The making of a priest takes many years. A calling must be discerned, not only by the individual but by the Church also, who will test him repeatedly by observation and interview. The candidate must be trained and formed in sanctuaries and seminaries and soup kitchens. He must be examined and found—in the words of the ordinal—“to be of godly life and sound learning.”
Some of us wonder how we got through; many of us wonder how other people did too. At the end of this process, the act of ordination itself takes no time at all. In the parish church of a medieval Oxford village one mild English summer’s afternoon a few months before my thirtieth birthday, the bishop, his hands like a veil upon my head, his voice grave and tender in equal measure, invokes the Holy Spirit to come down upon this servant of God for the office and work of a priest in the Church. Done. Priest made.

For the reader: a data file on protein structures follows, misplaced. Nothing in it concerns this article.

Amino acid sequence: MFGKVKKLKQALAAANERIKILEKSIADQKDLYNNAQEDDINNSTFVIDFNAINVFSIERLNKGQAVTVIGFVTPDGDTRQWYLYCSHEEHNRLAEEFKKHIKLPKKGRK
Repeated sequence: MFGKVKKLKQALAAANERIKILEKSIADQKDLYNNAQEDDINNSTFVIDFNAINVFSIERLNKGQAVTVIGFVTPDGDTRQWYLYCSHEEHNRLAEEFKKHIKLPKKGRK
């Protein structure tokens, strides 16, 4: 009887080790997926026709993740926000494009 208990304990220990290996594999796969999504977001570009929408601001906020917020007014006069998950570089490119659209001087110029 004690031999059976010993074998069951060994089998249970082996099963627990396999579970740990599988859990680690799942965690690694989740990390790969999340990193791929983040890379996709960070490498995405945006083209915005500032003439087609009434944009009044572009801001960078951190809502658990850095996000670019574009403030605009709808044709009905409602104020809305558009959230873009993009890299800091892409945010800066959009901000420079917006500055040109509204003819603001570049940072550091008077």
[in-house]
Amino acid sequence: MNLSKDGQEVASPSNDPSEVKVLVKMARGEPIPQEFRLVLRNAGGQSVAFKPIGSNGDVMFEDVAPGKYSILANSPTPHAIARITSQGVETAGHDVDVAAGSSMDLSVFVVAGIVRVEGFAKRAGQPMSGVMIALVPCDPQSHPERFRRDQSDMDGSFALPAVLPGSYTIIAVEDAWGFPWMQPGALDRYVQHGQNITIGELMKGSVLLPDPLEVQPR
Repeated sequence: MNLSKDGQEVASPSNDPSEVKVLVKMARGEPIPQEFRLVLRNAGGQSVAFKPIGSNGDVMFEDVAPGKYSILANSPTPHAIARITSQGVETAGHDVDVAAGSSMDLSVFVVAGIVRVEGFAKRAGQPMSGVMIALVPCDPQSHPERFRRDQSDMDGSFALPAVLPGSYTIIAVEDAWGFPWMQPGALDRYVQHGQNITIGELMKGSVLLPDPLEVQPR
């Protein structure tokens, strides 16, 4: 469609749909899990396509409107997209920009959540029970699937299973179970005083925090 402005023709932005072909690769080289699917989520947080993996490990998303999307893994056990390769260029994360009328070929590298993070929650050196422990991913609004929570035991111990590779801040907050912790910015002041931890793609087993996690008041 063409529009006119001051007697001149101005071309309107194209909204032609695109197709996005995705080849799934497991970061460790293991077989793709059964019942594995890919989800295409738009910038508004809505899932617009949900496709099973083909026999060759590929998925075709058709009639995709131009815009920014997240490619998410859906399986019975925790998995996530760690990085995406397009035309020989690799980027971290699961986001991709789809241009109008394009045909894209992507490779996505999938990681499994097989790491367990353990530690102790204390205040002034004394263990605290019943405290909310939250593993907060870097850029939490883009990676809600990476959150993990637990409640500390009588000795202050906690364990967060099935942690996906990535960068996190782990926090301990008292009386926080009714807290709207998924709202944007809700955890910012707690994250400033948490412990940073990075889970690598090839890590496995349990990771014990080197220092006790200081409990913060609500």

I had known since I was sixteen that I was going to be ordained, but neither when nor how. It came to me when, in a Methodist church in my hometown on the northwestern tip of Malaysian Borneo, I asked to hold the pastor’s collar in my own hands, a request he had never heard before but fulfilled anyway. Much has happened since.